A political strategist who was pardoned by the former president after being convicted in a 2012 campaign finance scheme is facing new charges related to an alleged 2016 plot to illegally funnel donations made by a Russian national to support then-candidate Donald Trump’s White House bid.

Jesse Benton, 43, who was previously a top aide to former congressman Ron Paul (R-Tex.) and Sen. Rand Paul (R-Ky.) and later ran a pro-Trump super PAC, was charged this month, according to a federal indictment in Washington unsealed Monday. Also charged is Roy Douglas “Doug” Wead, 75, a conservative author and former special assistant to President George H.W. Bush.

According to the indictment, in the months before the 2016 presidential election, Benton and Wead solicited a U.S. campaign donation from a Russian national in violation of federal law, then filed false campaign finance reports to make it seem that the donation was from Benton.

Federal disclosures from that period make clear the donation went to support Trump’s election, though the recipient is not named in the indictment. Authorities allege Benton arranged for the Russian national to attend a fundraiser “and get a photograph with” the candidate, “in exchange for a political contribution.”

Benton and Wead “concealed the scheme from the candidate, federal regulators, and the public,” according to the indictment.

The court filing does not name Trump, but details in the indictment match a $25,000 donation that Benton made in the fall of 2016 to a committee that jointly raised money for the Trump campaign and the Republican National Committee, campaign finance records show.

The unnamed Russian national, who is described as a business associate of Wead, wired a total of $100,000 from a bank account in Vienna, Austria, to a political consulting firm owned by Benton, authorities allege.

In return, Benton and Wead allegedly arranged for the Russian national to attend a September fundraiser in Philadelphia. The following month, Benton used his credit card to pay the $25,000 cost of the Russian national’s ticket to the event and told a consultant for the related campaign committees that he had “bought the tickets and gifted them” to Wead and the individual.

Benton then paid off the $25,000 on his card using the funds wired by the individual to his consulting company. He kept the remaining $75,000, the indictment alleges.

Benton did not immediately respond to a request for comment Monday night. Wead referred questions to his attorneys, Jane Raskin and Jay Sekulow.

“Doug Wead is a respected author and supporter of charitable causes,” Sekulow said in an email Monday night. “He has pleaded not guilty to the charges and will continue to respond appropriately in court.”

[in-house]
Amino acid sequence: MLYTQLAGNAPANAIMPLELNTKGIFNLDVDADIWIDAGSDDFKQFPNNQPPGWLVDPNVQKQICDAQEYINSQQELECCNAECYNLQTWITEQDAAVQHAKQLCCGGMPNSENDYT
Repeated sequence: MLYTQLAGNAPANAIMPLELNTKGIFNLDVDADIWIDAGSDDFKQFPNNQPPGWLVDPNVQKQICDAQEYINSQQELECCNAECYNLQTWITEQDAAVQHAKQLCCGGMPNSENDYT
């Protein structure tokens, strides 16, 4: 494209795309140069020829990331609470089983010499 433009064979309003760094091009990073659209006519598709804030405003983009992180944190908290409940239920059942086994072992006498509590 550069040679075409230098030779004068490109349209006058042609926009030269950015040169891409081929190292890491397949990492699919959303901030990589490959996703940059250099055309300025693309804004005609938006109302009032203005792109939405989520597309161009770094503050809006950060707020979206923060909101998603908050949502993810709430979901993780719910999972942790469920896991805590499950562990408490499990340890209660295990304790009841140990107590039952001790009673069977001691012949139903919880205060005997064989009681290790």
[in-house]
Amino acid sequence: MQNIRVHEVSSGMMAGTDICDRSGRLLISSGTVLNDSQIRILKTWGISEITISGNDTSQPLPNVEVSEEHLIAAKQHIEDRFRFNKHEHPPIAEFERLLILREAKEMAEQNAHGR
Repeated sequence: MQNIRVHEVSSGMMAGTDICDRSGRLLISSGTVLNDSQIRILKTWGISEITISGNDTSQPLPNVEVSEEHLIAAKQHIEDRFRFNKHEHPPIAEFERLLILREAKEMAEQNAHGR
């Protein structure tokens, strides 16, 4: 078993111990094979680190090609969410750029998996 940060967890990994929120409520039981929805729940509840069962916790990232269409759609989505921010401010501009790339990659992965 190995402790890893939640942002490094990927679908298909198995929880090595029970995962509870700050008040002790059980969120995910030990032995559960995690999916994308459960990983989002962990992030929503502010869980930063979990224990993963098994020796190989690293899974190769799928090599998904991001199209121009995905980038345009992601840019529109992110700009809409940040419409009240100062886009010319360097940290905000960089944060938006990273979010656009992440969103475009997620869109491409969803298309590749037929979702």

The $25,000 donation to the Trump Victory committee appears to have been Benton’s only contribution in federal races in the 2016 cycle, other than $5 to a pro-Trump super PAC earmarked for Trump’s campaign committee, according to campaign finance records.

Spokespeople for Trump and the RNC did not immediately respond to requests for comment.

Separately, Benton and two other Ron Paul aides were convicted in 2016 of an attempt to buy an endorsement for Paul’s 2012 presidential bid. The trio had been charged with concocting a plan to pay an Iowa state senator in exchange for his endorsing the campaign and helping it organize in early states.

Benton had spearheaded the 2014 reelection bid of Sen. Mitch McConnell (R-Ky.) but resigned in August that year after details about the investigation into his role in the Paul campaign plot were revealed.

Benton later worked for the Great America super PAC, which supported Trump, but resigned in 2016 after the charges were filed. Late last year, Trump pardoned Benton, with Rand Paul’s backing.

Benton also came under media scrutiny in the fall of 2016 after being accused of trying to use the Great America super PAC as a conduit for foreign donations. Posing as associates of a would-be Chinese donor, journalists with the Telegraph, a British newspaper, captured Benton in writing and on video claiming he could transfer millions of dollars through his company to the super PAC, in an elaborate bid to obscure the contribution’s foreign origins. The investigation led to a federal complaint against Benton.

Wead is a conservative author who previously served as an adviser to George H.W. Bush and George W. Bush. He was also a Republican congressional candidate in Arizona in the early 1990s and earned notoriety in 2005 when he revealed that he had secretly taped the younger Bush over a two-year period. Wead released excerpts of the recordings, which were made legally, and the White House at the time did not deny their authenticity.

David Weigel contributed to this report.